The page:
It is also taught that bodhisattvas must speak honourably (zhe sa bya) to shravakas and pratyekabuddhas. Similarly as soon as the prince is born, the minister who has grown old (na tshod tshad du phyin pa) must venerate and worship him. But [the prince] too should not speak dishonourably to the minister. Even though a bodhisattva, who has comprehended the resolve for awakening for the first time, is not particularly distinguished, the shravakas and pratyekabuddhas—even if they have practised the pure discipline for many hundred thousand eons—must pay homage to him and venerate him. [But] it is taught that the bodhisattva, too, must speak honourably to them.
Even though we find in this passage the usual ranking that is based on membership in the Buddha-families, two aspects are remarkable. First, that Jigten Gönpo teaches (in contrast to some other masters) that bodhisattvas, shravakas, and pratyekabuddha have the same realisation up to the sixth bhumi, 4 and secondly, that the bodhisattva should speak honourably to them.
For someone who, after taking refuge to the three jewels, has entered the gate of the precious teachings of the Tathagata, completely all the practises of the different trainings are similarly ‘Dharma.’ But some people defame the instructions of the Tathagata by claiming “only this teaching of mine is Dharma, what others are practising is not Dharma,” or “Nyingmapa-mantra is not Dharma,” or “the practise of the siddha Vajrapani is not Dharma,” 6 or “amanasikara is not Dharma,” 7 etc. This causes only desire, hatred, and cognitive misorientation for them. The maturation of such activity is the result ‘samsara’ and ‘lower realms.’ Since such results are wailful, you should never denigrate any teaching!
Such an attitude is, no doubt, in sharp contrast to that of some other writers, especially in the philosophical genres. A classical case I have seen is a ‘system of tenets’ (siddhanta, Tib. grub mtha’) text, where one writer accuses another one of not even being a Buddhist—and that while they were both not only mahayanists, but also fellow madhyamikas! The fault of the accused was to belong to the other branch of madhyamaka! 8 Jigten Gönpo, on the other hand—and I hope to provide many further examples in the future—always seems to emphasise the unity of the Buddhist teachings. Thus, to take only a few examples from the first chapter, he teaches that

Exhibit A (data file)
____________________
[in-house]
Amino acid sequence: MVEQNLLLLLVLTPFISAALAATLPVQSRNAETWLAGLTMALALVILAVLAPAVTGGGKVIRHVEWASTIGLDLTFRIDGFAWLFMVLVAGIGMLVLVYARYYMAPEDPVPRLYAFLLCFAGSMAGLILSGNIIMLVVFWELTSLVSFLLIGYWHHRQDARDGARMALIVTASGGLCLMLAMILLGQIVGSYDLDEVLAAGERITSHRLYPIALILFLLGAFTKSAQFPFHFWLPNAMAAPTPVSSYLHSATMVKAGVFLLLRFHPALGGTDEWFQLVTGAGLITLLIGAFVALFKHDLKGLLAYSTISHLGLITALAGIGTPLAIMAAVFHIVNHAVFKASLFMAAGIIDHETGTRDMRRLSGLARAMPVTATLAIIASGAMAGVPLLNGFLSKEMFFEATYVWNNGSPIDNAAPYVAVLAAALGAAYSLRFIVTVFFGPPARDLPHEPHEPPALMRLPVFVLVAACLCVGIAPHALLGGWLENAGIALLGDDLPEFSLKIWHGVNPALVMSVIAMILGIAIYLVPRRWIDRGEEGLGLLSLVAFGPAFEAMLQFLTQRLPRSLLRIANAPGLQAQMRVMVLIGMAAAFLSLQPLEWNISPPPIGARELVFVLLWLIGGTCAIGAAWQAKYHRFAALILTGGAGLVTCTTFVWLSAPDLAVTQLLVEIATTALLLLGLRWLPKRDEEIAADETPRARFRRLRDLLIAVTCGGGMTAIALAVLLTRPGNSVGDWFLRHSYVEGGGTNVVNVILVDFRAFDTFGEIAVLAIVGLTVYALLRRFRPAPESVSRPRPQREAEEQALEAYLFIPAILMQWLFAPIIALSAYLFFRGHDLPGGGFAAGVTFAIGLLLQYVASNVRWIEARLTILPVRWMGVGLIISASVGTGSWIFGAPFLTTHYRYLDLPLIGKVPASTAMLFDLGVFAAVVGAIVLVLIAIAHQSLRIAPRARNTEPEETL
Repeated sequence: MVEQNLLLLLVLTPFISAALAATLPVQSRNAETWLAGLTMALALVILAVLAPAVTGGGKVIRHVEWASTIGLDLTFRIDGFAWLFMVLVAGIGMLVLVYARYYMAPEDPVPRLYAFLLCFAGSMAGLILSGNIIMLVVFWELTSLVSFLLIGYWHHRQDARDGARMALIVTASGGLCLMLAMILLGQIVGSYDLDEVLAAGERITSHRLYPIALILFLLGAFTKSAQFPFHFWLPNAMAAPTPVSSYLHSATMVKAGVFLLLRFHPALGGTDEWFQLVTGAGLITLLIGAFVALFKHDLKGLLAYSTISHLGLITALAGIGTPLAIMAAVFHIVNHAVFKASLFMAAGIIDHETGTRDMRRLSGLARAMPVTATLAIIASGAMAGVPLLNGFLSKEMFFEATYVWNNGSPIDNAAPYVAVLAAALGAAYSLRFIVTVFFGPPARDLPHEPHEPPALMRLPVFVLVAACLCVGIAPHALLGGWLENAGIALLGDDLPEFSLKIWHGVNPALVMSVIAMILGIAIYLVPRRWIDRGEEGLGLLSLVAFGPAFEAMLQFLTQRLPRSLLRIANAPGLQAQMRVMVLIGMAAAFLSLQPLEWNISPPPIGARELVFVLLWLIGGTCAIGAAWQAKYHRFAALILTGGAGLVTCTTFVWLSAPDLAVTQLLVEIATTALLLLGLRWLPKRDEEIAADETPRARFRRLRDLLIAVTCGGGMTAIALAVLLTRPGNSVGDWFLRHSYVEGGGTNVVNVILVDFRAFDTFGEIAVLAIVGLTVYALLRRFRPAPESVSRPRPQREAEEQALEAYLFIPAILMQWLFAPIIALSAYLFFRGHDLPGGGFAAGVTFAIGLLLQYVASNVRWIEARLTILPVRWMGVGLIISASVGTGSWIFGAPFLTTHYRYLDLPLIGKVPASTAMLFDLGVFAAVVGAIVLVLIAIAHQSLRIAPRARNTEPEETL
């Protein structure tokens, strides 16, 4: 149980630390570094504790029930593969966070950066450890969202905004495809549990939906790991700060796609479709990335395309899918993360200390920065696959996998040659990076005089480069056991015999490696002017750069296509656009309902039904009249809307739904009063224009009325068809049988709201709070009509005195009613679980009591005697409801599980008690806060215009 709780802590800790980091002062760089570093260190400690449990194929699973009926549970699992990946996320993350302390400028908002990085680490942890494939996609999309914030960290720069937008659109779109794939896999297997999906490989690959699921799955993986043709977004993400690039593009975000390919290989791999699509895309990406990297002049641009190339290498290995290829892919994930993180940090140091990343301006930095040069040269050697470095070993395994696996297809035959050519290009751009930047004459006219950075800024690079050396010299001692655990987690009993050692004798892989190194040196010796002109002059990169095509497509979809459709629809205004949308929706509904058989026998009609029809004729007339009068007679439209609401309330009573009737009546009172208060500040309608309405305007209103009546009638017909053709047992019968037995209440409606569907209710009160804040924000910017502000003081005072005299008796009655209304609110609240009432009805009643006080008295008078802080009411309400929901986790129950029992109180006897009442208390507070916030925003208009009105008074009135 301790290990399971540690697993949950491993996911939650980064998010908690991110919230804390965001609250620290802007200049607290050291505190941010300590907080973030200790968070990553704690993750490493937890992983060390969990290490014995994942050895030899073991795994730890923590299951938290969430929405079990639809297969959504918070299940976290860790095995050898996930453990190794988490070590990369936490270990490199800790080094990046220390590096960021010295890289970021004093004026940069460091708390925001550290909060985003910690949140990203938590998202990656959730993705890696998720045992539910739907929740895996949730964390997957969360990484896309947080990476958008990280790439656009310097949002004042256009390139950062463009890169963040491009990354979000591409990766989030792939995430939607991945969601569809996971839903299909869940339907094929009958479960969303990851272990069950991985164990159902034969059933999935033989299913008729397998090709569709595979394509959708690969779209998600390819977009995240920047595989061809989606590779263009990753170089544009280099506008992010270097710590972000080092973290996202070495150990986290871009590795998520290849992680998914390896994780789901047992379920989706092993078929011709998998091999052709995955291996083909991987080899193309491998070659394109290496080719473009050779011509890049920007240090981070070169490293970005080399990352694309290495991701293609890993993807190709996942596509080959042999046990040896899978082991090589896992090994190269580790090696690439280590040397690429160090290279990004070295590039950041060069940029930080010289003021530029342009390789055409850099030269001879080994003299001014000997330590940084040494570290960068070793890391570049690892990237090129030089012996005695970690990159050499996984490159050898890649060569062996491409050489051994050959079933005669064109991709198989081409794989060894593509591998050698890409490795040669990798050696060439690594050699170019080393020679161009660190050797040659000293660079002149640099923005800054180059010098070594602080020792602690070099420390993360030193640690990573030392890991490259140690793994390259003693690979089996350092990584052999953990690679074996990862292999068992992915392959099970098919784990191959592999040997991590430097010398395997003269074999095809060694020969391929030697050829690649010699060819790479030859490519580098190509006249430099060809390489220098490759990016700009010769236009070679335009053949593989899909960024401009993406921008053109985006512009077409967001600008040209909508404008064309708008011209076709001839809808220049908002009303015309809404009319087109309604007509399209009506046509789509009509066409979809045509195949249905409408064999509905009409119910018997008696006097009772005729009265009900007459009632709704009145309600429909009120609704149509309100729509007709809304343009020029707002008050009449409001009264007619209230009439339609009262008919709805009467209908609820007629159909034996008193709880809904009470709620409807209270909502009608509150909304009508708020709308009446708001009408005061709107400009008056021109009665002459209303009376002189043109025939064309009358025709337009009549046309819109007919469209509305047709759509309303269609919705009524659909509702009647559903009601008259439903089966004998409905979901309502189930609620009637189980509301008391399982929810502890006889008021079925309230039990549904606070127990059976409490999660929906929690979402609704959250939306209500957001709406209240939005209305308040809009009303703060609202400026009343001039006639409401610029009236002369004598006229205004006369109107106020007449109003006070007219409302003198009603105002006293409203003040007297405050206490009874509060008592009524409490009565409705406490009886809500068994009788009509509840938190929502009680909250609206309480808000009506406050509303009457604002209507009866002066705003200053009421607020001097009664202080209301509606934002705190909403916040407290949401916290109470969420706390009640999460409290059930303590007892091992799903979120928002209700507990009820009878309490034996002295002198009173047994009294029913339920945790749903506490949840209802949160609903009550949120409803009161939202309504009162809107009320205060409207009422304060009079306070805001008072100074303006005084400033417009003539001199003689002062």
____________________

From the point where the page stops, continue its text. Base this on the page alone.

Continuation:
– while it is true that there are 84.000 teachings, they are still all one as a method of achieving Buddhahood (1.2);
– within each of the three wheels of the Buddha’s teachings, all three are complete (1.5);
– neither mantra nor sutra should be lacking, because complete awakening can only be obtained through a combination of both (1.23);
– all vows, whether of individual liberation (pratimoksha), of the bodhisattvas, or of the mantra practitioners, have the same single vital topic, namely their avoiding the ten non-virtuous actions (1.24).
And at the end of that chapter he summarises all by stating: “The intention of the Buddha is the single family and the single vehicle” (1.29). Hence his teaching is known as “The Single Intention” (dGongs gcig).
He is also prepared to admit that “there exist much that is virtuous by nature to be practised in [the systems of] the non-Buddhists (mu stegs pa) too” (1.19). And not only do the non-Buddhists have many virtuous practises that should be followed by Buddhists, too, but some things are even better understood outside of Buddhism! Here he has in mind for instance the medical specialists, who sometimes have a very profound understanding of how the rough and subtle channels of the body, the primary and secondary winds that move in them, etc., and their vital essences are, and they also know how to bestow life (‘tsho ba’i srog ster ba) in very profound ways (5.13).
1 Alexander Berzin, Taking the Kalachakra Initiation, Ithaca: Snow Lion, 1997, p. 110. Berzin explains, however, that here ‘shravaka’ means “anyone who trivializes or makes fun of tantra,” which is a nice explanation, but doesn’t really reflect the actual attitude of the usual tantric towards the ‘lower’ vehicle.
2 Akira Hirakawa, A History of Indian Buddhism: From Shakyamuni to Early Mahayana, transl. Paul Groner, Delhi: Motilal Banarsidass, 1993, p. 244.
3 The Jewel Ornament of Liberation by sGam-po-pa, translated and annotated by Herbert V. Guenther, Boston and London: Shambala, 1986, p. 3. See also the various books and articles by D. Seyfort Ruegg, such as his dissertation La théorie du tathagatagarbha et du gotra (Paris 1969) and “The Meaning of the Term Gotra and Textual History of Ratnagotravibhaga,” BSOAS 39 (1976) 341-363.
4 The reason for that is chiefly that the achievements on those bodhisattva levels, such as realisation of the four noble truths, of dependent origination, and of cessation, are also taught in the sutras for shravaka-arhats and pratyekabuddhas.
5 This passage can be found in the Dehra Dun edition of Jigten Gönpo’s collected works in vol. 1, p. 181.
6 This refers to those who claim that the tantras are not part of the Buddha’s teachings.
7 This refers to those who claim that mental inactivity is not Dharma. This topic has been debated during the great debate at Samye between the Chinese master Hwashang Mohoyen and the Indian master Kamalashila.
8 See D. Seyfort Ruegg, “The Jo nang pas: A School of Buddhist Ontologists According to the Grub Mtha’ sel gyi me long,” JAOS 83 (1963) 84- f., where Thu’u-bkwan Blo-bzang-chos-kyi-nyi-ma (1737-1802) from A-mdo argues at length that the teachings of the Jo-nang-pa are exactly the same as those of the non-Buddhist sects.